If you’re on a tight budget and like the security of knowing how much you will pay each month, a fixed rate may suit you better. But if you have a fluctuating income, or would like to pay lump sums without being penalised, then a mix of fixed and floating might be preferable.
The level of fixed and floating rates is driven by the market and the types of rates offering the lowest interest does vary. Recently fixed rates have been lower than floating. Fixed interest rate
With a fixed rate loan, the interest you pay is fixed for a period – usually between six months and five years. At the end of the period, a fixed interest loan automatically moves to a floating rate unless you negotiate another fixed term.
There are several advantages of a fixed rate loan:
- You know exactly how much each repayment will be over the term;
- Fixed rates are currently lower than floating rates, as lenders compete with fixed rate “specials”. A one percentage point difference in interest rates can save you thousands of dollars over just a year or two;
- You can “lock in” lower rates if market interest rates are rising however the flip side is that you lock in higher costs if they are falling.
The disadvantage of a fixed rate loan is that you will often be penalised for lifting repayments or making lump sum payments. And if you take a longer term, there is a risk floating rates may drop below your fixed rate. Capped rates can overcome this issue because with capped rates the interest rate cannot rise above the “cap”, but will drop if floating rates fall below the capped rate.Floating interest rate
With a floating rate, lenders lift or lower the interest rate as interest rates in the wider market change. This means your repayments may fluctuate over time.
The main advantage with a floating rate is that you can lift your repayments or lump sum repayments without penalty. It can also be easier to consolidate other debt into floating rate loans than fixed rate loans.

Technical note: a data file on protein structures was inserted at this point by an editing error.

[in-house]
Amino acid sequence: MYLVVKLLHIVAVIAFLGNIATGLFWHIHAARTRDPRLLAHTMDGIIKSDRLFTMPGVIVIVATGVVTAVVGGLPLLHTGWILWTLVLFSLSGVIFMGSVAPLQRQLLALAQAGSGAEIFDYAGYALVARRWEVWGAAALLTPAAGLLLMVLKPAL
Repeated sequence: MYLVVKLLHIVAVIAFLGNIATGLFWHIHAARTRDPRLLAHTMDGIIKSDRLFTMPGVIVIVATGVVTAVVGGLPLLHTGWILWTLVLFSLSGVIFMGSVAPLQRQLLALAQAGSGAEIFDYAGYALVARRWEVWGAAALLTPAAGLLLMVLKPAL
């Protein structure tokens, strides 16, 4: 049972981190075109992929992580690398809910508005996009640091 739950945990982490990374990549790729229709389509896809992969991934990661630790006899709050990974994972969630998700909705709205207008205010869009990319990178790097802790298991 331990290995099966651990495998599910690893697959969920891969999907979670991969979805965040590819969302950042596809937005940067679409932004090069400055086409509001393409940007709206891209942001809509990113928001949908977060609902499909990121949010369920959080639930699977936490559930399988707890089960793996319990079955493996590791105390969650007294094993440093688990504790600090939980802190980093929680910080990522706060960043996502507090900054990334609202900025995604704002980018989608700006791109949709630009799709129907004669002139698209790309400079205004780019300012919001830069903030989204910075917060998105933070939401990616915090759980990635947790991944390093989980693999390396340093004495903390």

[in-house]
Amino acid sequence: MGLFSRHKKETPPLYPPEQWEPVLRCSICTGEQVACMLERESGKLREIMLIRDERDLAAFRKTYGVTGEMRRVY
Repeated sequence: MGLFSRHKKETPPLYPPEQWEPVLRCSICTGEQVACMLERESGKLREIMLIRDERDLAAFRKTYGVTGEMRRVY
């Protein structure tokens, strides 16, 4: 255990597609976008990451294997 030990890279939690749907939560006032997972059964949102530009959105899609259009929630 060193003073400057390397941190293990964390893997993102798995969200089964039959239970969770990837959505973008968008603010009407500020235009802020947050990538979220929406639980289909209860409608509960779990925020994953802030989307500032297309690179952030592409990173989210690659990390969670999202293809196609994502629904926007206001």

The disadvantages of floating interest rate loans include:
- Floating interest rates are currently higher than fixed rates;
- When rates go up, the repayments also go up, squeezing your budget.A mix of both
It is possible to split a loan between fixed and floating rates. This lets you make extra repayments without being penalised on the floating rate portion, while you may get lower rates on the fixed portion. So which one?
Which interest rate option best suits you depends on both your circumstances and on current financial markets. If you’re someone with a fixed budget who likes stability, you may decide a fixed interest rate is better for you. Another person might decide a mix of fixed and floating rates best suits them because it allows them to plan while still having the freedom to pay lump sums without being penalised. On the other hand, during a period of falling rates and if rates are at a relatively low, stable level, the floating rate option may be better.
No matter which option you choose, it’s important you do your homework first. Take the time to read up on the ‘ins and outs’ of mortgages, shop around to find the best rates, and if you’re inexperienced or confused, seek advice from an experienced expert.
To learn more about mortgages visit www.sorted.org.nz
, New Zealand’s independent personal finance website.